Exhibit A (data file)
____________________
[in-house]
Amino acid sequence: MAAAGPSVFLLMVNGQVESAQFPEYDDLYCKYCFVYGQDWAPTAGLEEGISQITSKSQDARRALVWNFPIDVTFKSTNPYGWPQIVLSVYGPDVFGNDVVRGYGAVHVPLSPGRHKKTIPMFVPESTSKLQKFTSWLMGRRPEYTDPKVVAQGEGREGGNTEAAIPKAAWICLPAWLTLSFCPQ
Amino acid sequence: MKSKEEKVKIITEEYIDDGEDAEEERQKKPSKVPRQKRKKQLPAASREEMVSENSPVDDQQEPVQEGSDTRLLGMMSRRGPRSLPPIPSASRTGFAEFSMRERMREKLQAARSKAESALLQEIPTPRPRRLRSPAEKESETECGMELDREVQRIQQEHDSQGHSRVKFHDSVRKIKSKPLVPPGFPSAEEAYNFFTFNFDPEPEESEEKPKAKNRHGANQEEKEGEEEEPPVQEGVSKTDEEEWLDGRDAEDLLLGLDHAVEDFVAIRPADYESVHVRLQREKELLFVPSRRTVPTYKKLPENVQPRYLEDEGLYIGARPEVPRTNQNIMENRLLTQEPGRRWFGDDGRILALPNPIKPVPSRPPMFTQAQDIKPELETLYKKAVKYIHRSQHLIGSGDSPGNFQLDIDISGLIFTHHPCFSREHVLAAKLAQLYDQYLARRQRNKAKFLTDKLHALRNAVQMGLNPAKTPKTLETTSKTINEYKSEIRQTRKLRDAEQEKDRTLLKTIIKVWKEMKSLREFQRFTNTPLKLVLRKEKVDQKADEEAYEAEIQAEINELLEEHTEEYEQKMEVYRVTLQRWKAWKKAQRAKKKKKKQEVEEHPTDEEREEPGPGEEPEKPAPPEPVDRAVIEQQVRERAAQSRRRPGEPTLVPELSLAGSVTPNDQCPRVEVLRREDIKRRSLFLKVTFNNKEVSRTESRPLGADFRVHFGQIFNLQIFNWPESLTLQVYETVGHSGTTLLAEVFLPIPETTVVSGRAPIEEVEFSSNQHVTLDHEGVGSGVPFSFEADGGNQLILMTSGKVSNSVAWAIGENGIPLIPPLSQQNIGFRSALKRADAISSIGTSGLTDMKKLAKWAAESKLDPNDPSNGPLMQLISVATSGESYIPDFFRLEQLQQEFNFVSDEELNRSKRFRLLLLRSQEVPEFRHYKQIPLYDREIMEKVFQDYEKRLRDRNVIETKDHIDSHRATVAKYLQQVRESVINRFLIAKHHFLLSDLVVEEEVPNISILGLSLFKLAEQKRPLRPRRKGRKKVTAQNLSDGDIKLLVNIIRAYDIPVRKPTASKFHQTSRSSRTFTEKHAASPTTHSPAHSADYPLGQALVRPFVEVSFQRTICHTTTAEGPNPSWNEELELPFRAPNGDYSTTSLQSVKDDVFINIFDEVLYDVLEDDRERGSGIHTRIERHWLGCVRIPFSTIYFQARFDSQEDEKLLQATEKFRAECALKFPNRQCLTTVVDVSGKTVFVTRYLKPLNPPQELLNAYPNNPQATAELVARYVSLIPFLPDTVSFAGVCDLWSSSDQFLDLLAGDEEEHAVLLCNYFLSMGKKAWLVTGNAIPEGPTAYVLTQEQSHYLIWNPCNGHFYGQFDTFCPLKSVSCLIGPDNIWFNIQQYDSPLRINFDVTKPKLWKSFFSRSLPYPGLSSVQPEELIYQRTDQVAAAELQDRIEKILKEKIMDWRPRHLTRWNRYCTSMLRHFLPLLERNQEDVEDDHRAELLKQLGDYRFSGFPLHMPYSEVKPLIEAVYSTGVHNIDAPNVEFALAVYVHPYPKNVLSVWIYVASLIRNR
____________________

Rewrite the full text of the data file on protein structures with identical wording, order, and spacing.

[in-house]
Amino acid sequence: MAAAGPSVFLLMVNGQVESAQFPEYDDLYCKYCFVYGQDWAPTAGLEEGISQITSKSQDARRALVWNFPIDVTFKSTNPYGWPQIVLSVYGPDVFGNDVVRGYGAVHVPLSPGRHKKTIPMFVPESTSKLQKFTSWLMGRRPEYTDPKVVAQGEGREGGNTEAAIPKAAWICLPAWLTLSFCPQ
Amino acid sequence: MKSKEEKVKIITEEYIDDGEDAEEERQKKPSKVPRQKRKKQLPAASREEMVSENSPVDDQQEPVQEGSDTRLLGMMSRRGPRSLPPIPSASRTGFAEFSMRERMREKLQAARSKAESALLQEIPTPRPRRLRSPAEKESETECGMELDREVQRIQQEHDSQGHSRVKFHDSVRKIKSKPLVPPGFPSAEEAYNFFTFNFDPEPEESEEKPKAKNRHGANQEEKEGEEEEPPVQEGVSKTDEEEWLDGRDAEDLLLGLDHAVEDFVAIRPADYESVHVRLQREKELLFVPSRRTVPTYKKLPENVQPRYLEDEGLYIGARPEVPRTNQNIMENRLLTQEPGRRWFGDDGRILALPNPIKPVPSRPPMFTQAQDIKPELETLYKKAVKYIHRSQHLIGSGDSPGNFQLDIDISGLIFTHHPCFSREHVLAAKLAQLYDQYLARRQRNKAKFLTDKLHALRNAVQMGLNPAKTPKTLETTSKTINEYKSEIRQTRKLRDAEQEKDRTLLKTIIKVWKEMKSLREFQRFTNTPLKLVLRKEKVDQKADEEAYEAEIQAEINELLEEHTEEYEQKMEVYRVTLQRWKAWKKAQRAKKKKKKQEVEEHPTDEEREEPGPGEEPEKPAPPEPVDRAVIEQQVRERAAQSRRRPGEPTLVPELSLAGSVTPNDQCPRVEVLRREDIKRRSLFLKVTFNNKEVSRTESRPLGADFRVHFGQIFNLQIFNWPESLTLQVYETVGHSGTTLLAEVFLPIPETTVVSGRAPIEEVEFSSNQHVTLDHEGVGSGVPFSFEADGGNQLILMTSGKVSNSVAWAIGENGIPLIPPLSQQNIGFRSALKRADAISSIGTSGLTDMKKLAKWAAESKLDPNDPSNGPLMQLISVATSGESYIPDFFRLEQLQQEFNFVSDEELNRSKRFRLLLLRSQEVPEFRHYKQIPLYDREIMEKVFQDYEKRLRDRNVIETKDHIDSHRATVAKYLQQVRESVINRFLIAKHHFLLSDLVVEEEVPNISILGLSLFKLAEQKRPLRPRRKGRKKVTAQNLSDGDIKLLVNIIRAYDIPVRKPTASKFHQTSRSSRTFTEKHAASPTTHSPAHSADYPLGQALVRPFVEVSFQRTICHTTTAEGPNPSWNEELELPFRAPNGDYSTTSLQSVKDDVFINIFDEVLYDVLEDDRERGSGIHTRIERHWLGCVRIPFSTIYFQARFDSQEDEKLLQATEKFRAECALKFPNRQCLTTVVDVSGKTVFVTRYLKPLNPPQELLNAYPNNPQATAELVARYVSLIPFLPDTVSFAGVCDLWSSSDQFLDLLAGDEEEHAVLLCNYFLSMGKKAWLVTGNAIPEGPTAYVLTQEQSHYLIWNPCNGHFYGQFDTFCPLKSVSCLIGPDNIWFNIQQYDSPLRINFDVTKPKLWKSFFSRSLPYPGLSSVQPEELIYQRTDQVAAAELQDRIEKILKEKIMDWRPRHLTRWNRYCTSMLRHFLPLLERNQEDVEDDHRAELLKQLGDYRFSGFPLHMPYSEVKPLIEAVYSTGVHNIDAPNVEFALAVYVHPYPKNVLSVWIYVASLIRNR